Bonnie with CROW boot and Prothesis making a fashion statement.

many complications, Bonnie learned she had Charcot in her right foot. Upset, she was finally convinced by her doctor she had many good years left in it if she would consider a CROW boot. She did. She now looks back on that time with humor saying she really made a fashion statement. Bonnie with CROW boot and Prothesis making a fashion statement. A prosthesis fawn color and a black CROW boot. That was 12 years ago. The CROW has kept her foot formed correctly and is presently doing well. Oh by the way, her latest CROW is white.

Dr. Banks concluded that he is now using a device known as the TORCH, “which is a true problem solver and patients and doctors appreciate the results.” The TORCH is made by American Orthopedics (Mount Vernon, NY)

This weeks article was contributed by Founder Annita Shaw
Brought to you by Charcot Awareness Education Foundation

AFO An Option For Charcot Foot

AFO An Option For Charcot Foot

I was a candidate for Charcot surgery which was very successful, but not everyone is a candidate for this type of surgery. Recently, I interviewed a man who had restless leg syndrome and was diagnosed with Charcot Foot Deformity. He had gone through bracing which worked very well. He said this was the first time in many years he had been able to walk without pain.

I then began to read through my emails and found a series of messages from a mom telling me about her seven year old daughter who had just been diagnosed with Charcot Foot. She said she had been diagnosed with some sort of genetic neuropathy. Her foot was so bad that if it continued to deteriorate at this rate she would have to have an amputation within two years. They put her in a cast and non weight bearing. While in school she was in a wheelchair. It was decided to have an AFO brace made so she could do some walking as the boot wasn’t sufficient. AFO stands for Ankle and Foot Orthoses. She was finally diagnosed with Autonomic Neuropathy. Her mom also stated that neuropathy was the cause of Charcot Foot. The neurology specialist gave her this information.Child's foot right side

In my work with a retired diabetic nurse educator, I learned that peripheral neuropathy was, in fact, the cause of Charcot Foot. We developed a Charcot Fact Sheet which has been received very well by the doctors who have seen it.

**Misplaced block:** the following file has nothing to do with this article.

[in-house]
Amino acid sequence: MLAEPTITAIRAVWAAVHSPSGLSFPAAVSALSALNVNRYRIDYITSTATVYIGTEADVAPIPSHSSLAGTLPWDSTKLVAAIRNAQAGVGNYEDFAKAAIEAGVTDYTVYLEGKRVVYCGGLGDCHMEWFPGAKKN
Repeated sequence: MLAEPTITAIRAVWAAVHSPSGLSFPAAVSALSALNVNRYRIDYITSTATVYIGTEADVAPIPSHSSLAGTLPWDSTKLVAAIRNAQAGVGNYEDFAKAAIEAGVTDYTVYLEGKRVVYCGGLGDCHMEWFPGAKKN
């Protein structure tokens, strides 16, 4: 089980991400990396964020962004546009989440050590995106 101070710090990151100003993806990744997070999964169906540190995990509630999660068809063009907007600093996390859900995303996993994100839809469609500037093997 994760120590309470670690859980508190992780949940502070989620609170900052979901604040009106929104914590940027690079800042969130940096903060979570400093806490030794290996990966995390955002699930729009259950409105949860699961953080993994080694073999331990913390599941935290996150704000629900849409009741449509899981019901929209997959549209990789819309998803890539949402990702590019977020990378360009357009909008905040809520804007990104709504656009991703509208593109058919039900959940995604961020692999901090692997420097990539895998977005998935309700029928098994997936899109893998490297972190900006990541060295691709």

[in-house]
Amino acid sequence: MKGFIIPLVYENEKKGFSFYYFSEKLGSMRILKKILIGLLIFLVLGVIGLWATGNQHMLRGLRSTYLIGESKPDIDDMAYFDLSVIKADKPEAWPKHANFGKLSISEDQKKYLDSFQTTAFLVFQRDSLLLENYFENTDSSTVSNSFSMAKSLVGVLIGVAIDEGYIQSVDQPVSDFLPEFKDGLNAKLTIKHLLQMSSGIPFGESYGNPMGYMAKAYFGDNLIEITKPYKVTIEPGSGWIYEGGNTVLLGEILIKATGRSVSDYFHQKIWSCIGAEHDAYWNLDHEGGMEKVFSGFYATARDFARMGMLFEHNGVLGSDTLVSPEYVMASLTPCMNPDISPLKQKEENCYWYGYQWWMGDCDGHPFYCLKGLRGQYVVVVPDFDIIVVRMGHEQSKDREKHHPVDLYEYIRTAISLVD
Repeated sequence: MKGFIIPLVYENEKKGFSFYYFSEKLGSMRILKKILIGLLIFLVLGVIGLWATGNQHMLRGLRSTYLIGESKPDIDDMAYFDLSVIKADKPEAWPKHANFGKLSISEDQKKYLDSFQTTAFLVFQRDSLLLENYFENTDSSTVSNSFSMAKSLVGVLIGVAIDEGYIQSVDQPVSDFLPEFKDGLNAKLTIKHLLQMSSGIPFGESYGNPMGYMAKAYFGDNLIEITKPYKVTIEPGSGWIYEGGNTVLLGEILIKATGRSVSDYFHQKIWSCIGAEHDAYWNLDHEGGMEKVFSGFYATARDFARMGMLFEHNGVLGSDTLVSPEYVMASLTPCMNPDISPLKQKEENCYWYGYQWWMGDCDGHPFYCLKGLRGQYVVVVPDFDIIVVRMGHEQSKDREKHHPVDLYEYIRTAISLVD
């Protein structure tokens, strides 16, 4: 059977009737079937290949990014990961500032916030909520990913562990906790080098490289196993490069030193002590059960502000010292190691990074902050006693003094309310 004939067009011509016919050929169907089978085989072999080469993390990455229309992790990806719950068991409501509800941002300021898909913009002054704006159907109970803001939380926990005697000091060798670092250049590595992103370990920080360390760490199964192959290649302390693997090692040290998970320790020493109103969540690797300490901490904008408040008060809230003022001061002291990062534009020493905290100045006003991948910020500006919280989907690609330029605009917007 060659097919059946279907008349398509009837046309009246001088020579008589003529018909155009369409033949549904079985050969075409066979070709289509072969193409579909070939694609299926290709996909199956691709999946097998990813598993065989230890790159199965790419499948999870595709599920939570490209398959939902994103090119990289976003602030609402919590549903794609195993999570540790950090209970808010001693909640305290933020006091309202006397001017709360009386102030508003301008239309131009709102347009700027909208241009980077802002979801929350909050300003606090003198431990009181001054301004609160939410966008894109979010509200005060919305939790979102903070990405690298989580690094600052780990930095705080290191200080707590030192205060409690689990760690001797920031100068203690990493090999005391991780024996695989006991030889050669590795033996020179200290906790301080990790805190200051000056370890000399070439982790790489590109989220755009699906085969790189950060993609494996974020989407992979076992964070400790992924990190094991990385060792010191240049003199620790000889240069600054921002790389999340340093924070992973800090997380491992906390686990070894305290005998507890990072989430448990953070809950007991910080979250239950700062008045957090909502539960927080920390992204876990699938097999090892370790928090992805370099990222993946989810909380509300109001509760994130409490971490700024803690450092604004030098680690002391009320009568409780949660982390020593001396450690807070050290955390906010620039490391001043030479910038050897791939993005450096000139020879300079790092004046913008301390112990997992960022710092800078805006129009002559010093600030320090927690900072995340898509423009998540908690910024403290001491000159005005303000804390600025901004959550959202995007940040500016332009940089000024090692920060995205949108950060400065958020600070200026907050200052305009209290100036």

Unfortunately, Diabetes has taken the blame for Charcot Foot. People’s first response is “Well, I don’t have to worry about it. I don’t have Diabetes.” Neuropathy is strongly prevalent in Diabetes. Thus, it is the number one disease for Charcot, but not the only one. There are at least 30 other diseases that have neuropathy associated with them.

The seven year old is now four years older. Her situation is pretty stable. She continues to use the AFO brace and wheel chair when necessary. Her knees are at risk for Charcot also, so will be dealing with this the remainder of her life. She swims and stays positive. She has a wonderful supportive family which helps greatly in the healing process.

Next week I will continue with the AFO and information from a noted podiatrist.

This weeks article was contributed by Founder Annita Shaw
Brought to you by Charcot Awareness Education Foundation

Charcot Donors are Awesome!

Logo Thank you Card copy
Great Give Logo 2016 copy

May 3rd was the Big Day for Giving. As you already know we took part in the Kitsap Great Give. It was a successful time. There were some technical difficulties that hindered everyone for several hours so the deadline for giving was extended through the next day. Everyone was pretty patient. CAEF had quite a few new donors. Welcome! And thank you for becoming part of the Charcot team.

Since the April 28th posting things have already begun to happen that were only a dream then. In June we will be able to purchase a lap top computer for CAEF as we have been using the Shaw’s computers. This allows us to have everything related to CAEF in one place. A time saver and much more efficient. Then this past week we may have a lead on a publisher and we have also found an editor for the publication that will come from the Charcot patient’s point of view. We have also come to a fairly close cost related to diagnosing Charcot Foot.

Again Thanks for your Helping Hand.

Our next postings will again deal with Charcot and related information. If you have any questions or have a suggestion for a posting please let me know.

This weeks article was contributed by Founder Annita Shaw
Brought to you by Charcot Awareness Education Foundation

You Can Make A Difference

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Great Give Logo 2016 copy copy
How to donate

May 3rd is only a few days away and such an important day it is. CAEF is part of the Kitsap Great Give, a part of the National Day of Giving. It is really exciting as the sponsors have a pool of money where they will proportionally match any donation. Which means your donation is even larger,

Please join us as a partner and help meet our goals. We want to early diagnois Charcot Foot so an amputation won’t happen. Curriculum is currently being developed that will be used to educate the public, the patient at risk, the medical profession and anyone who works with people at risk.

Because of your donation last year, The Charcot Foot Deformity Fact Sheet on peripheral neuropathy was developed, now, highly regarded by the medical profession and informative for the public. Presentations were given to diabetic groups and took part in other events. Max and I are members of the local hospitals Patient Experience Council a part of the CHI Franciscan Health.

A local foundation once said they were looking for a “Helping hand and not a Handout.” We need your “Helping Hand”, and/or your expertise. Please join us in our mission to help people with peripheral neuropathy avoid Charcot Foot and amputation.

Thank you for your donation and helping to avoid amputation.

This weeks article was contributed by Founder Annita Shaw
Brought to you by Charcot Awareness Education Foundation